There’s a word that often comes up when you talk to the residents of Jakarta: Adaptation. “We have adapted,” says Irma. “We’re not leaving. Where else are we going to go?” A few kilometers from here, on the city’s Ciliwung River, Augustine, 24, has her newborn baby in her arms. “We’ll take it as it comes,” she says. “If our home were dry, it would tend to confuse us, we’ve gotten so used to it.”

The Ciliwung River carries water from the mountainous regions of Java. But rising sea levels are making it harder for water to drain into the sea and is causing it to back up in Jakarta. And into the huts on the banks of the river. Into Augustine’s apartment.

The government has been threatening for years to demolish Augustine’s home and to relocate residents to apartments on the outskirts of the city. Augustine doesn’t want to move, despite the floods. She fears she won’t be able to find any work on the outskirts, that she will be cut off. Not knowing when the government will send the excavators, Augustine lives in uncertainty.

“We used to wash our clothes in the river and drink the water,” Augustine says. Now, the water is too dirty. We now only use it for fishing. The air is also bad. The city used to seem healthier to me.”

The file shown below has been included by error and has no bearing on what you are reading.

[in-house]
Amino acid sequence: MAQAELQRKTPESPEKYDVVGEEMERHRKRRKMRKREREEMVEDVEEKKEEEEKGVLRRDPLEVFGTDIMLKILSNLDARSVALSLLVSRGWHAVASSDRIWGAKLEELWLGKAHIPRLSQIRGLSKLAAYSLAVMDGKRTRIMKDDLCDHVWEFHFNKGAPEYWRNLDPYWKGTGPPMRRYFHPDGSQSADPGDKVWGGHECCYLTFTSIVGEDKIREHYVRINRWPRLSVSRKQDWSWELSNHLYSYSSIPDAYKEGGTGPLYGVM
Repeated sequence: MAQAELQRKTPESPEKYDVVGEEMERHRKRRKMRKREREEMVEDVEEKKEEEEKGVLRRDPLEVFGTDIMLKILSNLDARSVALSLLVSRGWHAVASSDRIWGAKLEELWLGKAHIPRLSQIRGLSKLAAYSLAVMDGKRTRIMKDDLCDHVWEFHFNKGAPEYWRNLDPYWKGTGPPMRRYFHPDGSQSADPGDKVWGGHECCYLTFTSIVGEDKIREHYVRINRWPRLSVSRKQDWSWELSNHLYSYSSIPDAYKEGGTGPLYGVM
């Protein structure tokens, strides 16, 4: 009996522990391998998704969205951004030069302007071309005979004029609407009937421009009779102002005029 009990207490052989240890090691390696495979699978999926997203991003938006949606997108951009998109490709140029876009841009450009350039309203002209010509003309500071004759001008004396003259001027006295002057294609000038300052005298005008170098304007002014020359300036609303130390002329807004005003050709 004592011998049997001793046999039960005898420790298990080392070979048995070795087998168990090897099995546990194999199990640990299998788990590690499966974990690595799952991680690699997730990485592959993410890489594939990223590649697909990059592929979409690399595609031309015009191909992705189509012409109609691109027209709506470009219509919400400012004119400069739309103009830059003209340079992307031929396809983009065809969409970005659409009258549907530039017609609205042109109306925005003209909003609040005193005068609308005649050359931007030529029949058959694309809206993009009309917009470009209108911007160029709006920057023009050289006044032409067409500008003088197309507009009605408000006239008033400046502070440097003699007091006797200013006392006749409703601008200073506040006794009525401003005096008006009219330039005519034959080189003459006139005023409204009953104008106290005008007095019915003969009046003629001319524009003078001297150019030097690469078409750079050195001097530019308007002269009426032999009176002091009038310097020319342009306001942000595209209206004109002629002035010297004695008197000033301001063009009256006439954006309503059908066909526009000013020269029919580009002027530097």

Augustine isn’t wrong: Jakarta’s waters are polluted with feces and trash – everything is discarded into the water. Fishermen talk about how they used to go out with their small boats off the coast and come back every day with a catch of 20 kilos. Now, they say, they only catch three kilos on a good day.

And the problems don’t stop with the water. The city is experiencing explosive growth and the traffic is highly congested, with around half the population commuting downtown to work each day. Many spend three or four hours a day in the car. Because of the traffic jams, some commuters have to start their journey in the middle of the night to make it to work on time. Expansion of the public transport system is underway, but the network is still so patchy that most people can’t do without their cars.